In addition to these three, others lessons can be drawn from Carson’s work. As noted by Cohen, Carson’s “life shows that individual agency, fueled by resolution and hard work, has the power to change the world.” For the compliance practitioner it is that leadership can come in all forms, in all shapes and sizes, even in an introvert. While most people assert leadership with traits such as charisma and aggressive, Cohen quoted Susan Cain, author of “Quiet: The Power of Introverts in a World That Can’t Stop Talking”, for the proposition that leadership can come in less obvious forms.

Leadership does not always come from the alphas of the world but sometimes from the introverts. The world might have been very different today if this most soft-spoken woman had not been so determined. As compliance practitioners we can not only draw inspiration from Rachael Carson’s work but leadership lessons as well.

This publication contains general information only and is based on the experiences and research of the author. The author is not, by means of this publication, rendering business, legal advice, or other professional advice or services. This publication is not a substitute for such legal advice or services, nor should it be used as a basis for any decision or action that may affect your business. Before making any decision or taking any action that may affect your business, you should consult a qualified legal advisor. The author, his affiliates, and related entities shall not be responsible for any loss sustained by any person or entity that relies on this publication. The Author gives his permission to link, post, distribute, or reference this article for any lawful purpose, provided attribution is made to the author. The author can be reached at tfox@tfoxlaw.com.

© Thomas R. Fox, 2012

June 25, 2012

Breaking the Enigma Code: Creating a Functioning Compliance Culture

Sunday June 23rd was the 100th anniversary of the birth of Alan Turing, a man regarded as one of the most influential mathematicians of the 20th Century. He is viewed as one of the pioneers of computer technology. However, he is probably best known for leading the British effort at Bletchley Park where the Germans top secret codes were broken during the Second World War (WWII), including the code they believed to be unbreakable, the Enigma Code. His work during WWII was completed before he was 35 years of age.

I thought about Turing and his success at a relatively young age whilst reading a ‘Corner Office’ article in the Sunday New York Times (NYT), entitled “Let Everyone Swim, But Just Make Sure You’re in the Pool”, by reporter Adam Bryant. In the article Bryant profiles Angie Hicks, one of the co-founders of Angie’s List and its current Chief Marketing Officer. Hicks had some interesting observations on leadership that I found applicable to creating a functional compliance effort within an organization, from compliance professionals to ethical leadership.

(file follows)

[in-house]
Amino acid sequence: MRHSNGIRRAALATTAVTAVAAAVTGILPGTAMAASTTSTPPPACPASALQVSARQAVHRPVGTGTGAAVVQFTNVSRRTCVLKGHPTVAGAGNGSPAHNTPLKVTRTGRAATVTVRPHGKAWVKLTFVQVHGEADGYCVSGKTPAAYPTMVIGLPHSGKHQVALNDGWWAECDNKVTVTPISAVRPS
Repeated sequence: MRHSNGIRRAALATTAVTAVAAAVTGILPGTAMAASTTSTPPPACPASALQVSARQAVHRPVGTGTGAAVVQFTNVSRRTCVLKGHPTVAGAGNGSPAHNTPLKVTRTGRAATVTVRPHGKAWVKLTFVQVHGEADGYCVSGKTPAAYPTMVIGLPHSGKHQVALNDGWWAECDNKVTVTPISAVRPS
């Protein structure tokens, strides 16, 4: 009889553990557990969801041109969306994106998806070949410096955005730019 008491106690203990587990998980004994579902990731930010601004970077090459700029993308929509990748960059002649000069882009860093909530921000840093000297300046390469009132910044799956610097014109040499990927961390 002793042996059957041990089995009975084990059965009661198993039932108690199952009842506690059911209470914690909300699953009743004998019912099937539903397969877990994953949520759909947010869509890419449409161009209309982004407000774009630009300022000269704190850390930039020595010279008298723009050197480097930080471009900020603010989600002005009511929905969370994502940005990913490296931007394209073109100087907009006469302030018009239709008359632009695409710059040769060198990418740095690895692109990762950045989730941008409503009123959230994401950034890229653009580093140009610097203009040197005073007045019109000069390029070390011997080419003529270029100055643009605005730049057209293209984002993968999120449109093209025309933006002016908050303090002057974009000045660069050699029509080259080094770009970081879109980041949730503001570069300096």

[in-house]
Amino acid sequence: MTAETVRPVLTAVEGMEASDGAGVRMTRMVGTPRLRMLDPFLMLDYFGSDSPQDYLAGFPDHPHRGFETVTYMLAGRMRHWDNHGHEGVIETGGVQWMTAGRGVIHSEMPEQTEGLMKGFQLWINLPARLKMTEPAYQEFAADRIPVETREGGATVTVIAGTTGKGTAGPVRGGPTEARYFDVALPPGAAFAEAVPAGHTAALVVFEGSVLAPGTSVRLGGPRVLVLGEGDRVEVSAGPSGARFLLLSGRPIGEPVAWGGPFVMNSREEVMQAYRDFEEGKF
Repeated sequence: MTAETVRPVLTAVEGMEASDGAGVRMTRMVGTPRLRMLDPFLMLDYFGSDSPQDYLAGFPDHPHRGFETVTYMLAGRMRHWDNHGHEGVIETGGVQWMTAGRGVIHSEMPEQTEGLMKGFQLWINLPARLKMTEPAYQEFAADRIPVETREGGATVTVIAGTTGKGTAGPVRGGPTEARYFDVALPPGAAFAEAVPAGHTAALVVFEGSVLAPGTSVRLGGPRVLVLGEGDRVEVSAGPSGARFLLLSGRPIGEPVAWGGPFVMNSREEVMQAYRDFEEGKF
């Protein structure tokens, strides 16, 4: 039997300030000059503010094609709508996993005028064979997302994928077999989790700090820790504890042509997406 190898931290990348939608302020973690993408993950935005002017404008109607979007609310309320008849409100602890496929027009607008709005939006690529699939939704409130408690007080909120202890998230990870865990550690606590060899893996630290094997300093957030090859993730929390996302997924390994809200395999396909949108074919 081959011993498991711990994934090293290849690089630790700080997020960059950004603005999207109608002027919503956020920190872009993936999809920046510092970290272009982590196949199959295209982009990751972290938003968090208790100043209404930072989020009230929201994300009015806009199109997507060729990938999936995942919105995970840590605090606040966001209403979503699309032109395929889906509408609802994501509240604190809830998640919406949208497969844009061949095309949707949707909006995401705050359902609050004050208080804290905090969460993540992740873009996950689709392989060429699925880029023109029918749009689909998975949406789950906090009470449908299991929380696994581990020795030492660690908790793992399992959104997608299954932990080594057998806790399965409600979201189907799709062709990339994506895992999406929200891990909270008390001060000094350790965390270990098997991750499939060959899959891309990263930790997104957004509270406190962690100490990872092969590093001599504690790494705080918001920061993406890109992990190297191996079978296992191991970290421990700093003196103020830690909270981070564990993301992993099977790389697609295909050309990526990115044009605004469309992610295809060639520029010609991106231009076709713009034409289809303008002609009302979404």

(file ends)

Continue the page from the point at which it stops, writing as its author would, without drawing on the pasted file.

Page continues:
Make Sure You’re in the Pool

Hicks firmly believes that you have to give people a chance to succeed if you want your organization to grow. But such a focus means that you are going to fail sometimes. To use a football analogy, you usually don’t win by playing not to lose. People will make mistakes. Hicks believes that one of her roles as a leader is to give employees the confidence that if a mistake is made, she is the first to find out because her employees will come in and tell her without fear. Her group will test things and will sometimes make mistakes, but the point is that the mistakes are corrected. It sort of sounds like McNulty Maxim #3, “What did you do to remedy it?” So she lets her employees swim in the pool of new ideas and concepts but she stays within “arm’s length” so she can be there to grab them back if needed.

When in Doubt Talk to People

Hicks believes that you cannot over-communicate with your employees. Not only to praise and give employees feedback; but to develop that sense of trust which will lead to the types of communications outlined above. From the compliance perspective her views give rise to several thoughts. Remember the Morgan Stanley declination received in conjunction with the Garth Peterson Deferred Prosecution Agreement (DPA) for violations of the Foreign Corrupt Practices Act (FCPA) in China? Several of the facts set forth by the Department of Justice (DOJ) were the routine communications by Morgan Stanley’s compliance group to Peterson regarding the FCPA. These were as simple as email reminders and included other techniques such as an annual Acknowledgment by employees that they had not violated the FCPA and were aware of the company’s Code of Conduct.

Create the Right Culture

Bryant ended his piece by discussing with Hicks how she builds an effective culture. Hicks believes that it is important to get not only the right mix of people but that you should start with the right type of person for your company. In other words, if you want to have an ethical culture in a company, you should strive to hire people who begin with a desire to do business ethically. But the step in your company’s evolution is to not only encourage people to get involved but to get them involved. Think about the power of compliance if you involve the business unit folks in the design, implementation and ongoing practice of your company’s compliance program. They should not be by-standers; you need to have them involved in your compliance program.